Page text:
Witness links defendants to 2003 killing of John Newman
Howard Irwin said he tried repeatedly to contact Michael Duncan for more than two years after the murder of John Newman.
When the two finally talked in 2005, Duncan explained how the California man was killed outside of his home on Feb. 3, 2003.
"He (Duncan) said Brian Horner brought him (Newman) to the car and Michael Duncan was in the car and he whacked him," Irwin testified.
Assistant District Attorney Darren Newberry asked him if Duncan explained why he did it.
"He said he (Newman) was a snitch," Irwin testified.
Irwin's marathon session on the witness stand highlighted testimony Friday in Washington County Court before Judge Janet Moschetta Bell.
Michael "Cleveland Mike" Duncan, 34, of Amherst, Ohio, and John Ira Bronson Jr., 54, are on trial on charges of criminal homicide and criminal conspiracy to commit homicide.
Bronson is a Monessen native serving time in a federal penitentiary in Lewisburg on a conviction unrelated to the Newman case.
Duncan, Bronson and Howard Irwin, of Charleroi, were charged a year ago as a result of the Washington County grand jury investigation.
However, last month, Irwin pleaded guilty to a third-degree felony count of hindering apprehension or prosecution and agreed to testify against Bronson and Duncan.
In exchange for his testimony, prosecutors agreed to dismiss the criminal homicide and conspiracy charges against Irwin.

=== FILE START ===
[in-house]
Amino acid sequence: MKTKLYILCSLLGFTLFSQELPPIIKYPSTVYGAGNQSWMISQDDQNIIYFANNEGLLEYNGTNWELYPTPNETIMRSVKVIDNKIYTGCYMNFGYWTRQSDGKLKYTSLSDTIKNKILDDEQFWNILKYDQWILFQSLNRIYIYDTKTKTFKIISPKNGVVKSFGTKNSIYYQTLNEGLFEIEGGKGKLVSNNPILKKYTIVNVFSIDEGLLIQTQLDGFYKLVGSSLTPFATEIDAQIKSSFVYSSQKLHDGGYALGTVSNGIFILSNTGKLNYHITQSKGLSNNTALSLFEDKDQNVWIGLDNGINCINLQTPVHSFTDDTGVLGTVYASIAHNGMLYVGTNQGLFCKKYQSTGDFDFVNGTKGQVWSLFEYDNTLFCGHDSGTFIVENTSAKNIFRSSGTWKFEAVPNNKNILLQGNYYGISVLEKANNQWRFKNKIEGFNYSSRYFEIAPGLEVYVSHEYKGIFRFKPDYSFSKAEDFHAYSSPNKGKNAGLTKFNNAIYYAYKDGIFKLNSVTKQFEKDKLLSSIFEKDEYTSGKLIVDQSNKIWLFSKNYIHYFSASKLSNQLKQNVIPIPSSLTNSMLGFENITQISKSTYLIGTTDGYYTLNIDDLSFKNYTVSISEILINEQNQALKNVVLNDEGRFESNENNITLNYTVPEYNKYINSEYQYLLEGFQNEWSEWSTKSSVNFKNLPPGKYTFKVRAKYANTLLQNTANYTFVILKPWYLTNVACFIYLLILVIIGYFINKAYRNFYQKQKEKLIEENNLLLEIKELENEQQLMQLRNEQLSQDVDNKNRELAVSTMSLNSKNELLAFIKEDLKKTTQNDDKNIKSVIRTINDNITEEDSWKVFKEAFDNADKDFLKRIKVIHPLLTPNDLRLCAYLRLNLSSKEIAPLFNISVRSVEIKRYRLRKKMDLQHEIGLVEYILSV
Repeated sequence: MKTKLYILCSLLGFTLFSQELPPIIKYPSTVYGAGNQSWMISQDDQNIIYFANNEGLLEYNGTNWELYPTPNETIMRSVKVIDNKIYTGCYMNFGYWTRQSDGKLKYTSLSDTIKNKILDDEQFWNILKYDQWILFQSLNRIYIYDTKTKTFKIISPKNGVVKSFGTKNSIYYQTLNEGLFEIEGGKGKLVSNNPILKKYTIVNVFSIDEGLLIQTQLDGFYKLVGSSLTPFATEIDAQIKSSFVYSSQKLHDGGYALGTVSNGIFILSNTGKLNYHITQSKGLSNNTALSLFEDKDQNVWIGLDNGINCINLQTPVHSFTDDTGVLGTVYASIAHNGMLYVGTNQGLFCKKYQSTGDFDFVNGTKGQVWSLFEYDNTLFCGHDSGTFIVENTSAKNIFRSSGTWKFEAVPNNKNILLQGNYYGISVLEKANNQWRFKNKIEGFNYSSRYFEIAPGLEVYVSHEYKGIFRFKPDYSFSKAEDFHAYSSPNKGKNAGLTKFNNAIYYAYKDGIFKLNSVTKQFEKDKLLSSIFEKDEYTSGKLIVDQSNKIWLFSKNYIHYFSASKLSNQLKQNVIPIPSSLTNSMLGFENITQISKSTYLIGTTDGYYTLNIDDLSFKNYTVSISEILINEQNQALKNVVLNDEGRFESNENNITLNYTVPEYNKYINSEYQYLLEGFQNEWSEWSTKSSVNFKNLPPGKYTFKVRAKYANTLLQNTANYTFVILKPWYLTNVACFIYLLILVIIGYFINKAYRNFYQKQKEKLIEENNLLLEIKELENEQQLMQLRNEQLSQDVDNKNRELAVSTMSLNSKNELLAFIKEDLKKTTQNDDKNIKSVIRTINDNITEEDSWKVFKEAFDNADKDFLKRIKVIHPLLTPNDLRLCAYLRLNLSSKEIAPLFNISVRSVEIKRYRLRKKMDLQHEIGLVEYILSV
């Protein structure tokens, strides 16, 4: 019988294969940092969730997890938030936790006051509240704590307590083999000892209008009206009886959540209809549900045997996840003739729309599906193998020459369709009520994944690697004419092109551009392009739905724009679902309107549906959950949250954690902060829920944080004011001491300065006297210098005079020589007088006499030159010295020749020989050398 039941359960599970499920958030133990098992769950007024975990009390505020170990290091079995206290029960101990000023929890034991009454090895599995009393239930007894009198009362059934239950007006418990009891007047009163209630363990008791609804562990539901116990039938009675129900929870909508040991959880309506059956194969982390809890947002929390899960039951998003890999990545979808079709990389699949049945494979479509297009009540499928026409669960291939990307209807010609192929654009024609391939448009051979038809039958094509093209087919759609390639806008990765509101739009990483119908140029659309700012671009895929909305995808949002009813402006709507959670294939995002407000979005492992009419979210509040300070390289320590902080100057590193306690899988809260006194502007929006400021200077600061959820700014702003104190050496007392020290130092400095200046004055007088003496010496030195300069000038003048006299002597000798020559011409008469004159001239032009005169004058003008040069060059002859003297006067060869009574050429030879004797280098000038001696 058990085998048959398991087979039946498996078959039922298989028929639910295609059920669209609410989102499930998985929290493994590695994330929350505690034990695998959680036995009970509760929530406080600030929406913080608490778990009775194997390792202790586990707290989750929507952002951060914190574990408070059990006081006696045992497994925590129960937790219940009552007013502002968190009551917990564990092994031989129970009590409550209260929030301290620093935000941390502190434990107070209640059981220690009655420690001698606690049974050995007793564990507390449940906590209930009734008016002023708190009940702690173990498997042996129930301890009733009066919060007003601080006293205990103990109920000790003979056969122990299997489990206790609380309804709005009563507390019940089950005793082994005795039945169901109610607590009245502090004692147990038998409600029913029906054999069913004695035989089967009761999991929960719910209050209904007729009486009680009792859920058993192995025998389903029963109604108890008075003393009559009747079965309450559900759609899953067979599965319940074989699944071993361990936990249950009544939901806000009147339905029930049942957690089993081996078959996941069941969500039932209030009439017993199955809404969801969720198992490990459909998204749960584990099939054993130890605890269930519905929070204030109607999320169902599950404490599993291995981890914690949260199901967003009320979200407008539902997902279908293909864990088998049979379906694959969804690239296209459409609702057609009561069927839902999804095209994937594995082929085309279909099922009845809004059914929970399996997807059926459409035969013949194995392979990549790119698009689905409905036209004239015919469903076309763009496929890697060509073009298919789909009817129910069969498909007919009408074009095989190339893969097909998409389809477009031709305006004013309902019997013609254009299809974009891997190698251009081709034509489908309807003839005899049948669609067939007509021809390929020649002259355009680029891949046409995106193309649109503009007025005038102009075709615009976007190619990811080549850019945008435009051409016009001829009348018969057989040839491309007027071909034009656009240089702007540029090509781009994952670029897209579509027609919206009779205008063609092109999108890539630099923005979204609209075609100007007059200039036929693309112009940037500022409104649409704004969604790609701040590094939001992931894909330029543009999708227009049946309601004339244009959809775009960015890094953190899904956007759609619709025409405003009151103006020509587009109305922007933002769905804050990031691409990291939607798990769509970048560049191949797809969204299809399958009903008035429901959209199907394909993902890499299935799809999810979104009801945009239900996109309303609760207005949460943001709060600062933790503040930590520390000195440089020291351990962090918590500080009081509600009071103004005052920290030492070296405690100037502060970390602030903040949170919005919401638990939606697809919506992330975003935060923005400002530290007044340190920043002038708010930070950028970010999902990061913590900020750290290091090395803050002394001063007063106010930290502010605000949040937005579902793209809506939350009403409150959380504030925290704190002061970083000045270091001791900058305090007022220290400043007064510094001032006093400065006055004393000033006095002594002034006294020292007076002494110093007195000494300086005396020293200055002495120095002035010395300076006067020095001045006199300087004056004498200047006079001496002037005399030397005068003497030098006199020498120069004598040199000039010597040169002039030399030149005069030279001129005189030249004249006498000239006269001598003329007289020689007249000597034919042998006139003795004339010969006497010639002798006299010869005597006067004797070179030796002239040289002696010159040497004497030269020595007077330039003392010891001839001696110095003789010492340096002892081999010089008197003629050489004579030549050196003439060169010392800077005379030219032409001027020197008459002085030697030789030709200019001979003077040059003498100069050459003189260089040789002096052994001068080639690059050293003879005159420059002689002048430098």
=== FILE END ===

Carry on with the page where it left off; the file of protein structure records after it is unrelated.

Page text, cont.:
Newman died from a 9 mm gunshot in the head.
Prosecutors allege Newman was a drug addict and street-level dealer who agreed to conduct a controlled drug buy from Bronson.
After Bronson was arrested, he agreed to become a confidential informant for the state police. Instead, he allegedly sought to have Newman killed.
Irwin's much-anticipated testimony attempted to tie the suspects to the crime. He spoke evenly and calmly, even smiling when the judge called for one of several sidebars, asking if he needed to exit the witness stand - again.
Irwin said he knew Duncan for many years because the two men have relatives who live in the same neighborhood in Lorraine, Ohio. They later became drug associates.
Irwin said Duncan usually carried a handgun.
He knew Newman from high school, even playing basketball together.
"Did you ask to have John Newman killed?" asked Newberry.
"No," Irwin replied.
Irwin kept a safe in the California home of Gerald Hull, for which only he and Duncan had the combination.
But Irwin testified he only briefly saw Bronson - in Hull's home during a November 2002 meeting when killing Newman was discussed - before seeing him in the county jail more than eight years later.
Irwin said on that November 2002 night, Duncan asked him about Bowman and the possibility of "offing someone." He told Duncan not to get involved with Bowman, saying "he's no good."
Irwin said he left for Greensburg to meet a woman he was dating at the time. He brought her back to his apartment, where a meeting was going on. Irwin said he did not participate in the meeting.